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FDG PET-CT Scan – Cardiac Viability

PET and Operator

What is an FDG PET-CT Scan – Cardiac Viability?

During an FDG PET-CT Scan for Cardiac Viability, radioactive glucose (FDG) is used to determine the viability of damaged heart muscle following a heart attack. This is important as these areas of heart muscle may be preserved by interventions such as stents or bypass grafts which divert blood supply to the affected area thereby restoring heart function.

What happens during an FDG PET-CT Scan– Cardiac Viability?

A. Before your scan

What to bring

  • Any relevant previous imaging
  • Your Medicare card

To help us get an optimal FDG PET-CT scan Cardiac Viability it is important that you read the following instructions prior to your appointment.

Preparation – The day before the scan

  • Avoid any strenuous exercise for at least 24 hours prior to your PET-CT scan
  • If you have either Type 1 or Type 2 diabetes please contact Envision on 6382 3888 to discuss your preparation
  • If you think you may be pregnant, please inform our Nuclear Medicine team before your examination commences

Preparation – On the day of the scan

YOU MUST FAST FOR AT LEAST 6 HOURS PRIOR TO YOUR PET-CT SCAN FOR CARDIAC VIABILITY.

The preparation for a Cardiac Viability FDG PET-CT scan test is different from that of a normal FDG PET-CT scan as blood sugar levels must be manipulated to promote the heart muscle to take up the radioactive glucose.

Remember during the fasting period to drink only water and be aware that fasting also includes avoiding the following substances:

  • Flavoured water
  • Chewing gum and cough lozenges
  • Black tea and coffee

Drink at least 1 litre of water prior to your PET-CT appointment.

Medications

Take all medications except those for diabetes as normal. Use only water to take medications.

What to wear

Avoid wearing jewelry and wear warm comfortable clothing without metallic zippers, buttons or labels. If you don’t have access to clothing without metal zippers etc, a gown will be provided.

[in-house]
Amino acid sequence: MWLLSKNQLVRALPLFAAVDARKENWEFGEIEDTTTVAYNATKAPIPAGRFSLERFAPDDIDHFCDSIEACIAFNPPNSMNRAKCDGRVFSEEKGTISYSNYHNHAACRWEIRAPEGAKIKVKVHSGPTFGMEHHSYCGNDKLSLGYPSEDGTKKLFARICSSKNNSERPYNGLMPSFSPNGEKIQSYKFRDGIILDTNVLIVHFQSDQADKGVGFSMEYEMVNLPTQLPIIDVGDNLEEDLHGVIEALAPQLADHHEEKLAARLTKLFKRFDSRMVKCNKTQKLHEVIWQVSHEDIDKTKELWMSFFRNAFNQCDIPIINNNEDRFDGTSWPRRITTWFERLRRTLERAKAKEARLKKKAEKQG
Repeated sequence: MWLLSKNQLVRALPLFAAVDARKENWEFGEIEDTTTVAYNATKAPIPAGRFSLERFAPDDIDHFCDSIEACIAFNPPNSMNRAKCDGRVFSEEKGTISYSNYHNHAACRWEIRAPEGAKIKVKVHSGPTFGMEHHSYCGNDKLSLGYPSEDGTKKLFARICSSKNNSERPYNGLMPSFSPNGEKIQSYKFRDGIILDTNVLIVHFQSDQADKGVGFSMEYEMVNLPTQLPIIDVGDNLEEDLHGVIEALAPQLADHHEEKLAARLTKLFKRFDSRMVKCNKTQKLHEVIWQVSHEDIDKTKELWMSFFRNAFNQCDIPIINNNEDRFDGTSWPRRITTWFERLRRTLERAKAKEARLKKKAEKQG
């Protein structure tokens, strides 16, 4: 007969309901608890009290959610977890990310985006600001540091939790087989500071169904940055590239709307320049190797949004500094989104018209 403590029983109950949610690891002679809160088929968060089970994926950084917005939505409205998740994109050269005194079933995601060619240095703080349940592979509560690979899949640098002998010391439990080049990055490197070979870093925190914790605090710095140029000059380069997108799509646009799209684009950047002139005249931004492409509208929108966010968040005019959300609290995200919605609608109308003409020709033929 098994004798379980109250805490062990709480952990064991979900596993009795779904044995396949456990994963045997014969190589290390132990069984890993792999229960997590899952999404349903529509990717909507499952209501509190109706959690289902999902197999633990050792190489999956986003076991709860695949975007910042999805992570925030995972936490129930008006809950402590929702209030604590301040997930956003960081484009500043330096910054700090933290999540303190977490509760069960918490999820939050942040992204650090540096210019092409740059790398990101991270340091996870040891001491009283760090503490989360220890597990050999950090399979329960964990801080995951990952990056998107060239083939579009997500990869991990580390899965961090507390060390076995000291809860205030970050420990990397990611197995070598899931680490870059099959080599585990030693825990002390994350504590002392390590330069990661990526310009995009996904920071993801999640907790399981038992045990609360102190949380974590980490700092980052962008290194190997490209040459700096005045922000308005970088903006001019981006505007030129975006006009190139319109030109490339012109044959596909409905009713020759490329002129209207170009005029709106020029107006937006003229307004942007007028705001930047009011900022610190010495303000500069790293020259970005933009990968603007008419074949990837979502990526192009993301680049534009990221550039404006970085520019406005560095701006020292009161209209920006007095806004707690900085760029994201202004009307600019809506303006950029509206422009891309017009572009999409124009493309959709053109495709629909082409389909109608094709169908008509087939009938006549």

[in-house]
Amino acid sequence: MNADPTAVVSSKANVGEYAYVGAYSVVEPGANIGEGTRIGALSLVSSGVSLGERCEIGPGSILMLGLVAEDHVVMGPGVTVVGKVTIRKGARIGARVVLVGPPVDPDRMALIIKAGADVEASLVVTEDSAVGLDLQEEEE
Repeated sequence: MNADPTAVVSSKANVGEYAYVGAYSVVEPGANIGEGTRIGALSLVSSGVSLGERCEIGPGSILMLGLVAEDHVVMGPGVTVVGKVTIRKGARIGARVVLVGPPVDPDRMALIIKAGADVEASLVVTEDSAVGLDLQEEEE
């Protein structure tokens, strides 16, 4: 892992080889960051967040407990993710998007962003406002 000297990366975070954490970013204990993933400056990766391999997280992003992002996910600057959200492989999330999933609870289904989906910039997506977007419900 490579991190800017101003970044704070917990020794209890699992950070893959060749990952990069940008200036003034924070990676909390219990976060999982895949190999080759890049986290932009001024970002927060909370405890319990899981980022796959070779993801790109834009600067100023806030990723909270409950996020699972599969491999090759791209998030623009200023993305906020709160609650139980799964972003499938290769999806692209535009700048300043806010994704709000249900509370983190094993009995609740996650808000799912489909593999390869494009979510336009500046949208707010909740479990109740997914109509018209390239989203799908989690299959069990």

Appointment duration

A PET-CT scan for cardiac viability may take up to 4 hours from the time you arrive till completion. For the majority of that time you will be having measurements taken of your blood sugar level to determine the optimal time for the injection of the FDG. Once the FDG is injected you will be made comfortable in a special room for at least 45 minutes to allow time for the FDG to accumulate in the heart. The FDG PET/CT scan itself will only take about 20 minutes.

The preparation for this test is different from that of a normal FDG PET-CT scan as it is necessary to promote glucose metabolism by the heart prior to the injection of FDG.

B. During your FDG PET-CT Scan – Cardiac Viability

Upon arrival, you will be asked to fill in a questionnaire prior to being escorted to the PET-CT department. You will then have your weight and height measured before a brief interview with a nuclear medicine technologist. The technologist will then escort you to one of our uptake rooms. This room is a small area which contains a comfortable chair where the technologist will perform a test to measure your Blood Sugar Level (BSL) prior to the injection of radioactive glucose. Once your baseline BSL has been measured you will be asked to drink a glucose solution to deliberately increase you BSL. Your BSL will then be measured every hour and when the measurement indicates your BSL is decreasing you will be injected with the radioactive glucose. In this way, the radioactive glucose is “forced” into the heart muscle.

Don’t expect to feel anything from the injection, as the FDG causes no side effects. Once the injection has been given, you will be left to relax for 45 minutes prior to being taken through for your FDG PET-CT scan. During this “uptake” period it is important that you avoid any activities such as reading, texting or excessive movement as this may to lead abnormalities of tracer distribution in the body.